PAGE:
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EU lawmakers are closing in on ways to tweak the European Commission’s post-2020 ETS revision bill a week ahead of a crunch plenary vote in the bloc’s Parliament.
Registration of new carbon offset projects in Australia has slowed considerably, with only four gone through so far this year and with two weeks to the deadline to participate in April’s Emissions Reduction Fund auction.
The South Korean carbon market on Monday picked up where it left off before the weekend, with permits soaring 4% to notch yet another record high.
European carbon prices dipped for a fourth straight day on Monday, again on low volumes, as sellers leaned on prices early and technicals weighed.
The Shanghai Energy and Environment Exchange will resume trading in carbon offsets on Feb. 8 after a six-month absence, it announced Monday.
**Argus Emissions Markets 2017: Prague, Feb. 28-Mar.2 – Join Ian Duncan, Rapporteur of the EU ETS and MEP, the European Commission, CEZ, Commerzbank, BP, SinoCarbon and other industry leaders, compliance buyers, global experts, regulators and market facilitators in a discussion on the development of emissions trading systems and climate finance. Visit the website**
Job listings this week:
Carbon Trader, Shell – Washington DC
Climate Change Policy Analyst, UK Committee on Climate Change – London
Analyst, Emissions Trading Scheme, New Zealand EPA – Wellington
Independent Consultants for Roster of Experts, Gold Standard – Home-based
Land-use Standards Manager, Gold Standard – Europe
Program Development Director, Nexus – Phnom Penh
Internship, Capacity Building for Establishment of ETSs in China, GIZ – Beijing
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BITE-SIZED UPDATES FROM AROUND THE WORLD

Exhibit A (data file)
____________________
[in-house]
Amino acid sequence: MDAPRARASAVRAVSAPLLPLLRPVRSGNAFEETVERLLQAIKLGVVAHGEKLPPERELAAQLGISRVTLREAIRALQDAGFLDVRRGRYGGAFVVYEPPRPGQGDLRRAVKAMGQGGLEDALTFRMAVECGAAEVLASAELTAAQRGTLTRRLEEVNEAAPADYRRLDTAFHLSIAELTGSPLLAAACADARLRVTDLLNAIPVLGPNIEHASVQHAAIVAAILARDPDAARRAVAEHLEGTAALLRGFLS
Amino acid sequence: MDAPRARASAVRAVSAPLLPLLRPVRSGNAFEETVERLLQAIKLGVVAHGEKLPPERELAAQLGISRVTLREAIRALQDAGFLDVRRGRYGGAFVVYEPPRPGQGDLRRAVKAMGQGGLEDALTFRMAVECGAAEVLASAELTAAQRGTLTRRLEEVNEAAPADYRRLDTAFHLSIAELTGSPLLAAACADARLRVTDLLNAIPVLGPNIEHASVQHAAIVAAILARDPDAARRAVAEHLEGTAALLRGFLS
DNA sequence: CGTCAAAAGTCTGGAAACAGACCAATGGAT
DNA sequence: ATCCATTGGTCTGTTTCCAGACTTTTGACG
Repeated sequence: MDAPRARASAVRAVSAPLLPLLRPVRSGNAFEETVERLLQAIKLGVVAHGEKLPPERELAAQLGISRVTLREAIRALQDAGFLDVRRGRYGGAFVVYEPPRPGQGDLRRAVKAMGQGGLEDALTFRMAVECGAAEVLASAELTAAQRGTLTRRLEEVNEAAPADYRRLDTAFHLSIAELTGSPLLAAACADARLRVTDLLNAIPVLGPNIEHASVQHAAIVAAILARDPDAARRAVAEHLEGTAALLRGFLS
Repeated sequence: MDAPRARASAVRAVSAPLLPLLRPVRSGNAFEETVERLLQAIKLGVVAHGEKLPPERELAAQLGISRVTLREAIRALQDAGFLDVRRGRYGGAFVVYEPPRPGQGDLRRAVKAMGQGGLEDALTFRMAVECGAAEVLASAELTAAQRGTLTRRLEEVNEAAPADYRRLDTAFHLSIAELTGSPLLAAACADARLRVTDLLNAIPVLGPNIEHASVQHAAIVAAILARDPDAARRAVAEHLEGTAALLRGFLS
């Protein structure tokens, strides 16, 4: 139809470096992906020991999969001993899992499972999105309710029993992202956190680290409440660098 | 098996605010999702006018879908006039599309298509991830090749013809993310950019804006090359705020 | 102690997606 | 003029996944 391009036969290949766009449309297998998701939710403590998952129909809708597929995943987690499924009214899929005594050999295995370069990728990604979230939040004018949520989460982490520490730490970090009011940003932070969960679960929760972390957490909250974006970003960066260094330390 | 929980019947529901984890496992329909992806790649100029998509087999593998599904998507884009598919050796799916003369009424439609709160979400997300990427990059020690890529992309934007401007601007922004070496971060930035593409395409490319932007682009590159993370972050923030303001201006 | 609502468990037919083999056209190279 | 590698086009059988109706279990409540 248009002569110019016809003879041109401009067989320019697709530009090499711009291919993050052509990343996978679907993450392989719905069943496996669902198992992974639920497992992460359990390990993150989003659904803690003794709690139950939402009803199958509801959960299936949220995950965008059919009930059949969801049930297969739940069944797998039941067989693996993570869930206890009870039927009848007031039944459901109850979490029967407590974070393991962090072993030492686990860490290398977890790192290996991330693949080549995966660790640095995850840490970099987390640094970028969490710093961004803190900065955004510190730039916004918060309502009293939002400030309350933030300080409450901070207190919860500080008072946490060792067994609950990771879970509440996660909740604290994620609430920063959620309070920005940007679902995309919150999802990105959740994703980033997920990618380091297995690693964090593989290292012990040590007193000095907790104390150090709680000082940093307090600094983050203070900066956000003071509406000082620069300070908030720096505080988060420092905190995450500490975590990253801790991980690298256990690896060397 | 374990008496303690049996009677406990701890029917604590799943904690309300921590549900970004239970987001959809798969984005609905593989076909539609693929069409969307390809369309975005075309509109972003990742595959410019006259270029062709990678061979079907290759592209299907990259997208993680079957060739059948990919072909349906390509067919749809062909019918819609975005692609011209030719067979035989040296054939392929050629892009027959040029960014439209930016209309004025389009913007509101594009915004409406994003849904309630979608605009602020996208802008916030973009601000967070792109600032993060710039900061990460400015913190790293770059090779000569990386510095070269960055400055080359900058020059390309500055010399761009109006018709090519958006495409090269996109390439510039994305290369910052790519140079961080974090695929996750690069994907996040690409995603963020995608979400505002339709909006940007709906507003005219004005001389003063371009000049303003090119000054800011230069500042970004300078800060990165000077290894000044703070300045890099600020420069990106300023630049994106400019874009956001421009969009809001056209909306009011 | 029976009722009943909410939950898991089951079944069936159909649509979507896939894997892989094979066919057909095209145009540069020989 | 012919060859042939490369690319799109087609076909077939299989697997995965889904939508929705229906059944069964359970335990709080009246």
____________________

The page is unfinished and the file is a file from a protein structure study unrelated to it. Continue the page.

*** UN climate chief Patricia Espinosa and Apple Vice President and former EPA Chief Lisa Jackson are among the keynote speakers at the 2017 Climate Leadership Conference, March 1-3 in Chicago. Now in its sixth year, the conference convenes corporate executives and global thought leaders to address climate change through policy, innovation, and business solutions. ***
Flash the cash – South Korea will spend nearly $68 billion this year on developing technologies that can help reduce greenhouse gas emissions, the government said. The funding will be allocated to seven different projects, including one designed to help developing nations adapt to climate change. (Yonhap via Korea Herald)
Tax for the people – A Filipino lawmaker has proposed to introduce a carbon tax of 1 peso ($0.02) per kilo of CO2 associated with the electricity bills of residential consumers, the Manila Bulletin reported. Those who consume less than 60 kWh per month or use electricity from renewable sources would be exempted. Revenue from the tax would be earmarked for climate change adaptation purposes as well as for exploring cleaner energy sources.
To the streets! – US EPA employees rallied Monday against the impending confirmation of Oklahoma Attorney General Scott Pruitt as the agency’s boss, in what ThinkProgress reports to potentially be the first protest by federal workers against the Trump Administration. Roughly 300 people – a third of whom work for the agency – took to the street outside the agency’s Chicago regional office. Both staff, represented by the American Federation of Government Employees (AFGE), and managers attended the rally, which took place during their lunch breaks, organisers said.
Two more for 2C – California Governor Jerry Brown has continued his stepping up of climate ambition rhetoric in the wake of the climate-sceptic Trump administration’s arrival to the White House. He welcomed the states of Aguascalientes, Mexico and Victoria, Australia to the Under2 Coalition – the global pact among cities, states and countries each pledging to limit emissions to 2 tonnes per capita or 80-95% below 1990 levels by 2050. The coalition has now grown to 167 jurisdictions representing more than one billion people and $25.9 trillion in combined GDP – more than one-third of the global economy. (California Newswire)
And finally… Much ado about nothing – Scientists around the world quickly debunked and denounced an article in the UK’s Mail on Sunday newspaper that alleged US climate scientists exaggerated data for a 2015 NOAA study to “dupe” world leaders into adopting the Paris Agreement. The allegation comes from former NOAA scientist David Bates, who claims the agency broke its own rules for scientific integrity for a study on the “slowdown” in recent warming at Earth’s surface. Critics of the article pointed to multiple independent analyses supporting NOAA’s findings, as well as government negotiators claiming that the paper was an irrelevant during COP-21. (Carbon Brief, Climate Home)
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